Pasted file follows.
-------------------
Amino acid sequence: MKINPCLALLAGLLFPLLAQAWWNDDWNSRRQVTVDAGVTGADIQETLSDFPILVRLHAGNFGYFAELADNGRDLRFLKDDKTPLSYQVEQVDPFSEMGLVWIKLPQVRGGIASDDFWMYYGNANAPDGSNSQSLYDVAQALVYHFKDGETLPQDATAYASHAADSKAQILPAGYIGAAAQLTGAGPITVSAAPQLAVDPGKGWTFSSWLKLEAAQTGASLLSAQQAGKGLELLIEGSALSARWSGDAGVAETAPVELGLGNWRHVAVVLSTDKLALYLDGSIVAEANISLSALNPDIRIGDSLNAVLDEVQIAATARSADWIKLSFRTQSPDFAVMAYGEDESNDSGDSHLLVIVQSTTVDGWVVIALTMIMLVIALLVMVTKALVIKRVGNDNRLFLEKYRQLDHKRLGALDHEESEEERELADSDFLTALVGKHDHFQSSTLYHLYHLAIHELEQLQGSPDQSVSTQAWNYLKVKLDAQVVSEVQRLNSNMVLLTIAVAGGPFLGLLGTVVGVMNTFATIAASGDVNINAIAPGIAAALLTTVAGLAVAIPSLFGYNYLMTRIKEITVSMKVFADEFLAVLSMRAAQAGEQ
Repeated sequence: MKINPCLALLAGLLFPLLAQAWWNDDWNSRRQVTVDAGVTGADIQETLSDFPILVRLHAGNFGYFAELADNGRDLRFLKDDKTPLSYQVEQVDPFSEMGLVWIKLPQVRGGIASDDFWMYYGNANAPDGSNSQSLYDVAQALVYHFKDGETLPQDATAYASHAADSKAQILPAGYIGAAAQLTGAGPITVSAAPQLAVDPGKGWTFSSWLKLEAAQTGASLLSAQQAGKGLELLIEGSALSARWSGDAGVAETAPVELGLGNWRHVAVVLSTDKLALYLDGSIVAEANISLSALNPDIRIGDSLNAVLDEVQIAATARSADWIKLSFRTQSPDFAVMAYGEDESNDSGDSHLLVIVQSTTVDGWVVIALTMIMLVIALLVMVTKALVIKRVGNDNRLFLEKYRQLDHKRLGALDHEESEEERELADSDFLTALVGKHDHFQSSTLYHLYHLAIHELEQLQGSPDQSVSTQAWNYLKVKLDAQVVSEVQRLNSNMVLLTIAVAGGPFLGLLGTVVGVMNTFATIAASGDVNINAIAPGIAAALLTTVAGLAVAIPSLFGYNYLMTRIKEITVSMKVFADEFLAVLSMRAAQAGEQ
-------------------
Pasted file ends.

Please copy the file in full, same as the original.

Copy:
Amino acid sequence: MKINPCLALLAGLLFPLLAQAWWNDDWNSRRQVTVDAGVTGADIQETLSDFPILVRLHAGNFGYFAELADNGRDLRFLKDDKTPLSYQVEQVDPFSEMGLVWIKLPQVRGGIASDDFWMYYGNANAPDGSNSQSLYDVAQALVYHFKDGETLPQDATAYASHAADSKAQILPAGYIGAAAQLTGAGPITVSAAPQLAVDPGKGWTFSSWLKLEAAQTGASLLSAQQAGKGLELLIEGSALSARWSGDAGVAETAPVELGLGNWRHVAVVLSTDKLALYLDGSIVAEANISLSALNPDIRIGDSLNAVLDEVQIAATARSADWIKLSFRTQSPDFAVMAYGEDESNDSGDSHLLVIVQSTTVDGWVVIALTMIMLVIALLVMVTKALVIKRVGNDNRLFLEKYRQLDHKRLGALDHEESEEERELADSDFLTALVGKHDHFQSSTLYHLYHLAIHELEQLQGSPDQSVSTQAWNYLKVKLDAQVVSEVQRLNSNMVLLTIAVAGGPFLGLLGTVVGVMNTFATIAASGDVNINAIAPGIAAALLTTVAGLAVAIPSLFGYNYLMTRIKEITVSMKVFADEFLAVLSMRAAQAGEQ
Repeated sequence: MKINPCLALLAGLLFPLLAQAWWNDDWNSRRQVTVDAGVTGADIQETLSDFPILVRLHAGNFGYFAELADNGRDLRFLKDDKTPLSYQVEQVDPFSEMGLVWIKLPQVRGGIASDDFWMYYGNANAPDGSNSQSLYDVAQALVYHFKDGETLPQDATAYASHAADSKAQILPAGYIGAAAQLTGAGPITVSAAPQLAVDPGKGWTFSSWLKLEAAQTGASLLSAQQAGKGLELLIEGSALSARWSGDAGVAETAPVELGLGNWRHVAVVLSTDKLALYLDGSIVAEANISLSALNPDIRIGDSLNAVLDEVQIAATARSADWIKLSFRTQSPDFAVMAYGEDESNDSGDSHLLVIVQSTTVDGWVVIALTMIMLVIALLVMVTKALVIKRVGNDNRLFLEKYRQLDHKRLGALDHEESEEERELADSDFLTALVGKHDHFQSSTLYHLYHLAIHELEQLQGSPDQSVSTQAWNYLKVKLDAQVVSEVQRLNSNMVLLTIAVAGGPFLGLLGTVVGVMNTFATIAASGDVNINAIAPGIAAALLTTVAGLAVAIPSLFGYNYLMTRIKEITVSMKVFADEFLAVLSMRAAQAGEQ